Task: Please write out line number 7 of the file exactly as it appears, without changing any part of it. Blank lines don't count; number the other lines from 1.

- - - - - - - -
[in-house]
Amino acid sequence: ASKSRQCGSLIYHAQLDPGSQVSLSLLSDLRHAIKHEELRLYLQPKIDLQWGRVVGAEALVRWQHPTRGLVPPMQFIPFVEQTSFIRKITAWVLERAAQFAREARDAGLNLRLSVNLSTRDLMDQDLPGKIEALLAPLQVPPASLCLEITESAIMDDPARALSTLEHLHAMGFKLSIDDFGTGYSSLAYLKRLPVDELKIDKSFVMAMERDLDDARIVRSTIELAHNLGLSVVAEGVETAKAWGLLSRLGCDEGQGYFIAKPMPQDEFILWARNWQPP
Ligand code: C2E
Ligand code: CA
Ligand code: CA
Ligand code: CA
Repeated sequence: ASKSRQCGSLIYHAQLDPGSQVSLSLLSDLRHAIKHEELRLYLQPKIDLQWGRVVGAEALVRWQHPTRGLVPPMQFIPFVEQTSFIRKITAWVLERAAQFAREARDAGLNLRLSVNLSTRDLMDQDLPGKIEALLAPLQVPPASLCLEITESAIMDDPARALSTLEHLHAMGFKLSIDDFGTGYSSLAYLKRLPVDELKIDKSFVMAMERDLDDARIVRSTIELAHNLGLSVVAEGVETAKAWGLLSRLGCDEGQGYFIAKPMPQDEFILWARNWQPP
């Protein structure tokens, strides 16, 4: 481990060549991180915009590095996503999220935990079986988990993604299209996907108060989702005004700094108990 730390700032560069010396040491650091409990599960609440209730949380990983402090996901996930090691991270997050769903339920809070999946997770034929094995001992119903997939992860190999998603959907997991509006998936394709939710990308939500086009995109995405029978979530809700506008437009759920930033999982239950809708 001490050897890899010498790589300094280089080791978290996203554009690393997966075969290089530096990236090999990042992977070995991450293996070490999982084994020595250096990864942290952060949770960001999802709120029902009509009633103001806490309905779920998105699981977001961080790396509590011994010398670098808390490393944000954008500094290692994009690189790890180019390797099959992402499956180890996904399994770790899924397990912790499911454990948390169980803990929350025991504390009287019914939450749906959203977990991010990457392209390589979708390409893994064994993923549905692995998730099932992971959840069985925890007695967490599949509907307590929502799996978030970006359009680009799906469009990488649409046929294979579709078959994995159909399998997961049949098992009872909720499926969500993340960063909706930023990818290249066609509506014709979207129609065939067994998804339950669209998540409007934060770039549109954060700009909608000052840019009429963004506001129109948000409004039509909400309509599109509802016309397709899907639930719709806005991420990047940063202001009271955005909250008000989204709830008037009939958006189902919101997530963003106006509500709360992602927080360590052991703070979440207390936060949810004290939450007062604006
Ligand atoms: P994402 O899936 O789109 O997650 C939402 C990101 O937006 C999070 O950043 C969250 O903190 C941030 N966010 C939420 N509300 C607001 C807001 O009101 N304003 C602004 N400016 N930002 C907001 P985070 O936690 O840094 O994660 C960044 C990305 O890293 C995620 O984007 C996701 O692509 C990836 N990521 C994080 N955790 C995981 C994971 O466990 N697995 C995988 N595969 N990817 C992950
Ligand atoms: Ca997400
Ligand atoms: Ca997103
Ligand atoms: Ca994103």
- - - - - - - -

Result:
Repeated sequence: ASKSRQCGSLIYHAQLDPGSQVSLSLLSDLRHAIKHEELRLYLQPKIDLQWGRVVGAEALVRWQHPTRGLVPPMQFIPFVEQTSFIRKITAWVLERAAQFAREARDAGLNLRLSVNLSTRDLMDQDLPGKIEALLAPLQVPPASLCLEITESAIMDDPARALSTLEHLHAMGFKLSIDDFGTGYSSLAYLKRLPVDELKIDKSFVMAMERDLDDARIVRSTIELAHNLGLSVVAEGVETAKAWGLLSRLGCDEGQGYFIAKPMPQDEFILWARNWQPP